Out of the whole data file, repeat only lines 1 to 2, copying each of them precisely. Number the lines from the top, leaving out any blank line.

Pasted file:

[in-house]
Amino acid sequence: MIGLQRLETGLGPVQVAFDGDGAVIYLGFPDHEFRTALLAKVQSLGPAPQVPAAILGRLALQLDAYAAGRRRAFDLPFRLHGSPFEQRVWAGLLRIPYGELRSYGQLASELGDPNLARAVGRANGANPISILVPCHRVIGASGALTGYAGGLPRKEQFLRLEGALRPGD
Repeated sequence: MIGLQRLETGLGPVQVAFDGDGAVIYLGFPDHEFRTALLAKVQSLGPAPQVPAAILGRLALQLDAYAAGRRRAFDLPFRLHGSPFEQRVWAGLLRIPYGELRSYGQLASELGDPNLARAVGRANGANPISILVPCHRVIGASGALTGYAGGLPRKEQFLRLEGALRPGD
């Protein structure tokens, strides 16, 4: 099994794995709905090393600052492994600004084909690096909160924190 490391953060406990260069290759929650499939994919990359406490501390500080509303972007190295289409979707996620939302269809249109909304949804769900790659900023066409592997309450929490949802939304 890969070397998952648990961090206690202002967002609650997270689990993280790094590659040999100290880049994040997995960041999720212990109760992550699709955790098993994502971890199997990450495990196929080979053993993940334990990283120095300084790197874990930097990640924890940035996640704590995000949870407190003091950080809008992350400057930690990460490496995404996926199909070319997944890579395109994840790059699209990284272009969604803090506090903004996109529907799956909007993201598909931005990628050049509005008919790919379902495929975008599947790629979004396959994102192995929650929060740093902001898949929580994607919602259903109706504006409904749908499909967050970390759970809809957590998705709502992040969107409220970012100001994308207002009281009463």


[in-house]
Amino acid sequence: MIGLQRLETGLGPVQVAFDGDGAVIYLGFPDHEFRTALLAKVQSLGPAPQVPAAILGRLALQLDAYAAGRRRAFDLPFRLHGSPFEQRVWAGLLRIPYGELRSYGQLASELGDPNLARAVGRANGANPISILVPCHRVIGASGALTGYAGGLPRKEQFLRLEGALRPGD